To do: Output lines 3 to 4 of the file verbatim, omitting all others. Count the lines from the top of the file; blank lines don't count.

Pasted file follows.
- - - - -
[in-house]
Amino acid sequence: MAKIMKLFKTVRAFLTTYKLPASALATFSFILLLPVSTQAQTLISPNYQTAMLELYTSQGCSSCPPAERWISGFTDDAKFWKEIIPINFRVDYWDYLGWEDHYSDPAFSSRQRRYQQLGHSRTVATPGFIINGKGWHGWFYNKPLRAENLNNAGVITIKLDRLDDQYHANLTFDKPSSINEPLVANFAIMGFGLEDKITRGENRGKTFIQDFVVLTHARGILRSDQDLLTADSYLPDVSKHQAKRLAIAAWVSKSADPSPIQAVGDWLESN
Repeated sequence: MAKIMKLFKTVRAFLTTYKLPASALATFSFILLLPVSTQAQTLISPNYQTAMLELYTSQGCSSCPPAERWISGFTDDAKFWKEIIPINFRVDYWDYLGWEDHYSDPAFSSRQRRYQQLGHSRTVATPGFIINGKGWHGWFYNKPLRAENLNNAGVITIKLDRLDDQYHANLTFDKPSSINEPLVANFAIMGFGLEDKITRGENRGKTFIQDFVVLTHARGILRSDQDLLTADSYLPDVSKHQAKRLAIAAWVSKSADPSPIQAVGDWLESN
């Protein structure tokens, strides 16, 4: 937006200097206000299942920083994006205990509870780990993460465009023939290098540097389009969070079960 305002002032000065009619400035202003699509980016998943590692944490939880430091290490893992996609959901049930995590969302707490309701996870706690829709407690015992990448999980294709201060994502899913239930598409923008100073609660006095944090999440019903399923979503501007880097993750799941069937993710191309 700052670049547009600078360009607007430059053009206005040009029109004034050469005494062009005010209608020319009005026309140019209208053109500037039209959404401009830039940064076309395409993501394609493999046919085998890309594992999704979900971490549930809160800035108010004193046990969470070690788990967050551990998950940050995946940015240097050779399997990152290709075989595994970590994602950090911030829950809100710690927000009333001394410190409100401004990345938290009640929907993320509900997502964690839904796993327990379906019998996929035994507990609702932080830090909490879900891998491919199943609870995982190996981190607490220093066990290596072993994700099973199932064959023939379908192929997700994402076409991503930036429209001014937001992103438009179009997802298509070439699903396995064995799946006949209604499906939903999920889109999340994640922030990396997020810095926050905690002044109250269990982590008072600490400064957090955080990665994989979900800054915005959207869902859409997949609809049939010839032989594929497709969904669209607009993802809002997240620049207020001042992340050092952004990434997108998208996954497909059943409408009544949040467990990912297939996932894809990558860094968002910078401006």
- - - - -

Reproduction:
Repeated sequence: MAKIMKLFKTVRAFLTTYKLPASALATFSFILLLPVSTQAQTLISPNYQTAMLELYTSQGCSSCPPAERWISGFTDDAKFWKEIIPINFRVDYWDYLGWEDHYSDPAFSSRQRRYQQLGHSRTVATPGFIINGKGWHGWFYNKPLRAENLNNAGVITIKLDRLDDQYHANLTFDKPSSINEPLVANFAIMGFGLEDKITRGENRGKTFIQDFVVLTHARGILRSDQDLLTADSYLPDVSKHQAKRLAIAAWVSKSADPSPIQAVGDWLESN
């Protein structure tokens, strides 16, 4: 937006200097206000299942920083994006205990509870780990993460465009023939290098540097389009969070079960 305002002032000065009619400035202003699509980016998943590692944490939880430091290490893992996609959901049930995590969302707490309701996870706690829709407690015992990448999980294709201060994502899913239930598409923008100073609660006095944090999440019903399923979503501007880097993750799941069937993710191309 700052670049547009600078360009607007430059053009206005040009029109004034050469005494062009005010209608020319009005026309140019209208053109500037039209959404401009830039940064076309395409993501394609493999046919085998890309594992999704979900971490549930809160800035108010004193046990969470070690788990967050551990998950940050995946940015240097050779399997990152290709075989595994970590994602950090911030829950809100710690927000009333001394410190409100401004990345938290009640929907993320509900997502964690839904796993327990379906019998996929035994507990609702932080830090909490879900891998491919199943609870995982190996981190607490220093066990290596072993994700099973199932064959023939379908192929997700994402076409991503930036429209001014937001992103438009179009997802298509070439699903396995064995799946006949209604499906939903999920889109999340994640922030990396997020810095926050905690002044109250269990982590008072600490400064957090955080990665994989979900800054915005959207869902859409997949609809049939010839032989594929497709969904669209607009993802809002997240620049207020001042992340050092952004990434997108998208996954497909059943409408009544949040467990990912297939996932894809990558860094968002910078401006």